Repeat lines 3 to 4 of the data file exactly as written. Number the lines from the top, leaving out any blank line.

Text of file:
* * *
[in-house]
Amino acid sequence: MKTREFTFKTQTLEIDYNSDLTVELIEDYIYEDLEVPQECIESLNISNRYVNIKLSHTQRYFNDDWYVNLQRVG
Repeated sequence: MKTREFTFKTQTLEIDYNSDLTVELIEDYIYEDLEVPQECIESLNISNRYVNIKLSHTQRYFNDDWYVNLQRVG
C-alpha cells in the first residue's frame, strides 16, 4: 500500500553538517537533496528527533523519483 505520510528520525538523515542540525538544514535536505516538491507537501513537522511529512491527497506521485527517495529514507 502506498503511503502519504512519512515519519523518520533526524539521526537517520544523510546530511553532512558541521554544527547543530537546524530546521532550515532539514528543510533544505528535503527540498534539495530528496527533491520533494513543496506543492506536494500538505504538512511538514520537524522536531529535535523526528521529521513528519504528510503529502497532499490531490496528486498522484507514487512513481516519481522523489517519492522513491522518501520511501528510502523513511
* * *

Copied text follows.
Repeated sequence: MKTREFTFKTQTLEIDYNSDLTVELIEDYIYEDLEVPQECIESLNISNRYVNIKLSHTQRYFNDDWYVNLQRVG
C-alpha cells in the first residue's frame, strides 16, 4: 500500500553538517537533496528527533523519483 505520510528520525538523515542540525538544514535536505516538491507537501513537522511529512491527497506521485527517495529514507 502506498503511503502519504512519512515519519523518520533526524539521526537517520544523510546530511553532512558541521554544527547543530537546524530546521532550515532539514528543510533544505528535503527540498534539495530528496527533491520533494513543496506543492506536494500538505504538512511538514520537524522536531529535535523526528521529521513528519504528510503529502497532499490531490496528486498522484507514487512513481516519481522523489517519492522513491522518501520511501528510502523513511